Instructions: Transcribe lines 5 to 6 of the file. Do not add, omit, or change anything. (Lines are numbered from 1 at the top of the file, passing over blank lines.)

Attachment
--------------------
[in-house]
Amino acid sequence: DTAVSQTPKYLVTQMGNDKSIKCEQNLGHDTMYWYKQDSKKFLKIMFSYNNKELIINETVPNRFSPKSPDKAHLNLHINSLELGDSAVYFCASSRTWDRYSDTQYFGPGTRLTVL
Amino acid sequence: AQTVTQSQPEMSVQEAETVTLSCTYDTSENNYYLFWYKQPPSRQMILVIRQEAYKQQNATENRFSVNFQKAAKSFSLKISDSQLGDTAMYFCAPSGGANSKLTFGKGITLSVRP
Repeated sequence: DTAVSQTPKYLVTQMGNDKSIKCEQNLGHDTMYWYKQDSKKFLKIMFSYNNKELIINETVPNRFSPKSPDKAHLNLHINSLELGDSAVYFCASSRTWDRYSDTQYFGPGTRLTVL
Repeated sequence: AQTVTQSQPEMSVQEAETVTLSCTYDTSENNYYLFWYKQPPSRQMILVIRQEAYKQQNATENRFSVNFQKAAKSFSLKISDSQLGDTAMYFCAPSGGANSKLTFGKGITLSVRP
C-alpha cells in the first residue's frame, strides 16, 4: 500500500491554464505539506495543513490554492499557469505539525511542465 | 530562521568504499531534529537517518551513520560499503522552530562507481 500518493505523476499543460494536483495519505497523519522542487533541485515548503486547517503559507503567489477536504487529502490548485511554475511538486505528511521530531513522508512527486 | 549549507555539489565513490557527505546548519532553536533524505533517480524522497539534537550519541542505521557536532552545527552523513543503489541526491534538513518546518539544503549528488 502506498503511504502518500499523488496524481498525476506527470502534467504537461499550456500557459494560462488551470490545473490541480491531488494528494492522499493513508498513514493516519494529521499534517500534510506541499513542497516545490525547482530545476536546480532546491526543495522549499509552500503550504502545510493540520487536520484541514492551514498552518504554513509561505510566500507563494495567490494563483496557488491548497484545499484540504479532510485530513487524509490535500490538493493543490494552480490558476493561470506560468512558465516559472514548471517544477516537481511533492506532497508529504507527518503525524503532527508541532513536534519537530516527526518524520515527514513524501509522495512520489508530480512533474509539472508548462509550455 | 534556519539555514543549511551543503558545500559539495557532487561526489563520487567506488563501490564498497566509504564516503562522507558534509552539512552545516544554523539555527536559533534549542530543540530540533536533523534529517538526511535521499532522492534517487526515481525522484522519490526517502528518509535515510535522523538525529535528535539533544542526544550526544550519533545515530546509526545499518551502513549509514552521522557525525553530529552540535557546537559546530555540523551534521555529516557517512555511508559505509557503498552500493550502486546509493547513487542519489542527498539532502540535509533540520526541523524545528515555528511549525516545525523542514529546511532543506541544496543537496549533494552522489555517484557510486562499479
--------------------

Repeated sequence: AQTVTQSQPEMSVQEAETVTLSCTYDTSENNYYLFWYKQPPSRQMILVIRQEAYKQQNATENRFSVNFQKAAKSFSLKISDSQLGDTAMYFCAPSGGANSKLTFGKGITLSVRP
C-alpha cells in the first residue's frame, strides 16, 4: 500500500491554464505539506495543513490554492499557469505539525511542465 | 530562521568504499531534529537517518551513520560499503522552530562507481 500518493505523476499543460494536483495519505497523519522542487533541485515548503486547517503559507503567489477536504487529502490548485511554475511538486505528511521530531513522508512527486 | 549549507555539489565513490557527505546548519532553536533524505533517480524522497539534537550519541542505521557536532552545527552523513543503489541526491534538513518546518539544503549528488 502506498503511504502518500499523488496524481498525476506527470502534467504537461499550456500557459494560462488551470490545473490541480491531488494528494492522499493513508498513514493516519494529521499534517500534510506541499513542497516545490525547482530545476536546480532546491526543495522549499509552500503550504502545510493540520487536520484541514492551514498552518504554513509561505510566500507563494495567490494563483496557488491548497484545499484540504479532510485530513487524509490535500490538493493543490494552480490558476493561470506560468512558465516559472514548471517544477516537481511533492506532497508529504507527518503525524503532527508541532513536534519537530516527526518524520515527514513524501509522495512520489508530480512533474509539472508548462509550455 | 534556519539555514543549511551543503558545500559539495557532487561526489563520487567506488563501490564498497566509504564516503562522507558534509552539512552545516544554523539555527536559533534549542530543540530540533536533523534529517538526511535521499532522492534517487526515481525522484522519490526517502528518509535515510535522523538525529535528535539533544542526544550526544550519533545515530546509526545499518551502513549509514552521522557525525553530529552540535557546537559546530555540523551534521555529516557517512555511508559505509557503498552500493550502486546509493547513487542519489542527498539532502540535509533540520526541523524545528515555528511549525516545525523542514529546511532543506541544496543537496549533494552522489555517484557510486562499479